Database Basics: Part 6

By Joe Burns

Use these bookmarks to jump around the tutorial:

[What Are Aggregate Functions?]

[What's So Great About DISTINCT?]

[How do I Delete Stuff?]

[What's Next?]


Now for some more functions that will help you get the data you want out of the database. And finally, we will live dangerously and start deleting stuff.

What Are Aggregate Functions?

Wouldn't it be great if SQL provided you with some basic functions for averaging, counting or finding the largest or smallest number in a set of numbers? Well, I'm sure you've guessed that aggregate functions do exactly that.

Instead of just filtering your data, aggregate functions actually return a value. That value can be either a calculated value or a value from your data depending on the function. Here are some of the most used aggregate functions:




This returns a selected column's highest value


This returns a selected column's lowest value


This returns the sum of a selected column


This returns the average value of a selected column


This counts the number of rows in a selected column


Let's take a look at each function and see how useful they can be.

First, the MIN and MAX functions. These two functions are polar opposites of one another. MAX return the highest value in a column while MIN returns the lowest value.

So, when would you use MAX and MIN? You could use MAX and MIN for all sorts of mathematical purposes like finding the largest sale on a given day or which student had the lowest test score in a class. An example of this would be:

SELECT MAX(sale_total)

FROM daily_receipts

WHERE sales_date = '01/01/2002'

This example gets the MAXimum sale from the column "sale_total" in the table "sales_log" for sales made on 1/1/2002.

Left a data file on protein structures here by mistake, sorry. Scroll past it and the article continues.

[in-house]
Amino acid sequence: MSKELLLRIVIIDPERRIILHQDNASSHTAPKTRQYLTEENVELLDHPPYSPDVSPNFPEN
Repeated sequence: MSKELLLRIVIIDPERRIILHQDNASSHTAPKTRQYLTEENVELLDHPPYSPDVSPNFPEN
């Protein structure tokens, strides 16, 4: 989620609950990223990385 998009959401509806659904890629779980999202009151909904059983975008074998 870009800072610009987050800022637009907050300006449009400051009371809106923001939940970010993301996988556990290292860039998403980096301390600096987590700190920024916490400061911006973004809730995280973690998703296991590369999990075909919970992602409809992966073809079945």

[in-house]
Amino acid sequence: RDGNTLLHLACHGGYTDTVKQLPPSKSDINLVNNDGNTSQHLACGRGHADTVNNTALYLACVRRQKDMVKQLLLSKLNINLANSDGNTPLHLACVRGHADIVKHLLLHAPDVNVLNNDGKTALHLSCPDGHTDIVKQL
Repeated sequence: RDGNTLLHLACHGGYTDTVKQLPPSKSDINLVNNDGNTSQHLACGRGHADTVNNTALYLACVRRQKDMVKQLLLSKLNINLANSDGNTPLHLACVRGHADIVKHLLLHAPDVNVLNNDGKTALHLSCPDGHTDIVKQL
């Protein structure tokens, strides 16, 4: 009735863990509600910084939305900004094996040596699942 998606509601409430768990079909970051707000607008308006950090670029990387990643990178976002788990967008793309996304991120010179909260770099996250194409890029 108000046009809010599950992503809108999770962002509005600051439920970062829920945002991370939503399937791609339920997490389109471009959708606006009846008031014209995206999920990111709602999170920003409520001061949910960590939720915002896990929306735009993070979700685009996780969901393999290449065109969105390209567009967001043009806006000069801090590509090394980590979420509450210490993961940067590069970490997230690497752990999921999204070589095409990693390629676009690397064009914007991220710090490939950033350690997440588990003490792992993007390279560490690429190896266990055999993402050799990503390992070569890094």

You can also use MAX and MIN to find dates. For example, I just recently built a website that displays webcast seminar events and allows users to register. The home page highlights the next event scheduled and displays a description of the event. Here is a portion of the SQL that I used to get the data I wanted:

SELECT MIN(event_date)

FROM event

WHERE event_date > GETDATE();

This gives me the date of the event that is the closest to today's date that hasn't already past.

Can I use MIN and MAX with a string of characters? Some DBMSs support using MIN and MAX on strings. The result would be either the first or last row if the column were sorted alphabetically.

Let's SUM it up now. Alright, bad pun but I couldn't resist. As my friend would say, "that's 2/3 of a pun ... P.U." Anyway, SUM does exactly what you would think, it adds together the all of the rows in a given column. For example, you may use SUM to total the sales for a given day in a retail store. Here's an example:


FROM daily_receipts

WHERE sales_date = '01/01/2002';

Then there's AVG. Average is about as straight forward as it gets. Average is like a combination of SUM and COUNT with a little division thrown in. We'll use AVG on our example above to get the average sale for a given day:


FROM daily_receipts

WHERE sales_date = '01/01/2002';

Then there's COUNT. You should remember COUNT from Part 5. You will probably find yourself using this function quite a bit. You could use COUNT to find the total number of orders in a day, how many people signed up for class, how many messages are posted to a discussion group and  many other instances. Here's an example of using COUNT to get the number of messages posted to a discussion group:

SELECT COUNT(message) AS message_count